jerzy.karczmarczuk at info.unicaen.fr jerzy.karczmarczuk at info.unicaen.fr
Thu Feb 14 07:42:07 EST 2008

```Jed Brown comments the answer of -

-- Roman Leshchinskiy who answers my question concerning the replacement
of floating-point numbers:

>> > First, when I see the advice "use something else", I always ask "what",
>> > and I get an answer very, very rarely... Well? What do you propose?

>> For Haskell, Rational seems like a good choice. The fact that the
>> standard requires defaulting to Double is quite unfortunate and
>> inconsistent, IMO; the default should be Rational. Float and Double
>> shouldn't even be in scope without an explicit import. There really
>> is no good reason to use them unless you are
>> writing a binding to existing libraries or really need the performance.

Here Jed Brown says:

> Until you need to evaluate a transcendental function.
...
It would be killing, wouldn't it?...

I would say more. It is known that in randomly taken, usual formulae in
GCD between numerator and denominator will be small, the reductions of
fractions are not very effective. Your rationals explode very fast!
If after some reasonable number of operations you get rationals whose
num/den have millions of digits, the program becomes *completely useless*,
this is not "just" the questions of performance.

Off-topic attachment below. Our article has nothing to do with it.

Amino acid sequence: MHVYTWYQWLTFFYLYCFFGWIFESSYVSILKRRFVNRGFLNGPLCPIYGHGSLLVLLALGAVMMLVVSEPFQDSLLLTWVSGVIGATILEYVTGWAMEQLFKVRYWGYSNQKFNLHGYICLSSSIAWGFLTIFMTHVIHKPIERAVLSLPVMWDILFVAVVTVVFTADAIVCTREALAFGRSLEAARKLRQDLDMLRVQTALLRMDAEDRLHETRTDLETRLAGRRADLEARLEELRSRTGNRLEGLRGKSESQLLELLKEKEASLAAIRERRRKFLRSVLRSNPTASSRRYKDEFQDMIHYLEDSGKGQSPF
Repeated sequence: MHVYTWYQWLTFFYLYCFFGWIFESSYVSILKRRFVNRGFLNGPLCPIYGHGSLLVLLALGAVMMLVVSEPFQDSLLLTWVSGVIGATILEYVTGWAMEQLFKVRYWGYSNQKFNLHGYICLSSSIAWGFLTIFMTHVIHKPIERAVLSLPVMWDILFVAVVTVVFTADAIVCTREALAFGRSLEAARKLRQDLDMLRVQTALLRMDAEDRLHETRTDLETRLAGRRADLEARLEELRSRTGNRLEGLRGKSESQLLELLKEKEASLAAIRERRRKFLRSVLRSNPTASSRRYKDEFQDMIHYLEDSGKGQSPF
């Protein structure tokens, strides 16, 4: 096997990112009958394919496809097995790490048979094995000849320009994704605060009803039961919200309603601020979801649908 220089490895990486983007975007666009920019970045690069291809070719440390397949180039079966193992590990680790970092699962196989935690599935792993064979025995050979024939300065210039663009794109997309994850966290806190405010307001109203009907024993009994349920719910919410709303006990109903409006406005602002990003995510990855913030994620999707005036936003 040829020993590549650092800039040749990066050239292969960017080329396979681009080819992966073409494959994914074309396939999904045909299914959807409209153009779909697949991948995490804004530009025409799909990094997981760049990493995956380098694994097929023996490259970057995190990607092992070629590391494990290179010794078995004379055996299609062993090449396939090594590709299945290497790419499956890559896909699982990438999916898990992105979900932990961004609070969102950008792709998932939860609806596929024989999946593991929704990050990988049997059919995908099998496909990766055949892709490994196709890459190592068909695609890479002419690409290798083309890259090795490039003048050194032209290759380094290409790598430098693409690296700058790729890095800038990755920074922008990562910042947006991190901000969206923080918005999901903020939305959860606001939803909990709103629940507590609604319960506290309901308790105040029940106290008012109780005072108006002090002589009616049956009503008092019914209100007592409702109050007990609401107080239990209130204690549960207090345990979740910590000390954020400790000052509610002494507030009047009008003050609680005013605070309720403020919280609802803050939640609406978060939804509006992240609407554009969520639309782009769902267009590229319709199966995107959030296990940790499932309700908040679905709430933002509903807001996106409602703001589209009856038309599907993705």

Richard O'Keefe said that people speculate about floating-point numbers
without knowing them. Well, nobody is perfect...
I am a bit disturbed by people, who speculate without ever *needing*
fl.p's, and who haven't thus the sensibility. For them this is a kind of
game. Well, it isn't.

R.L. says:

> For all practical purposes, the semantics of (==) is not well defined
> for floating point numbers. That's one of the first things I used to
> teach my students about floats: *never* compare them for equality.
> So in my view, your example doesn't fail, it's undefined.
> That Haskell provides (==) for floats is unfortunate.

I disagree, on practical basis. Floating-point numbers are very well
defined, we know how the mantissa is represented. If the numbers are
normalized, as they should, plenty of low-level iterative algorithms
may use the equality - after some operation - to check that the machine-
precision convergence has been obtained. On the contrary, the verification
that the absolute value between two terms is less than some threshold,
may be arbitrary or dubious.

Jerzy Karczmarczuk

```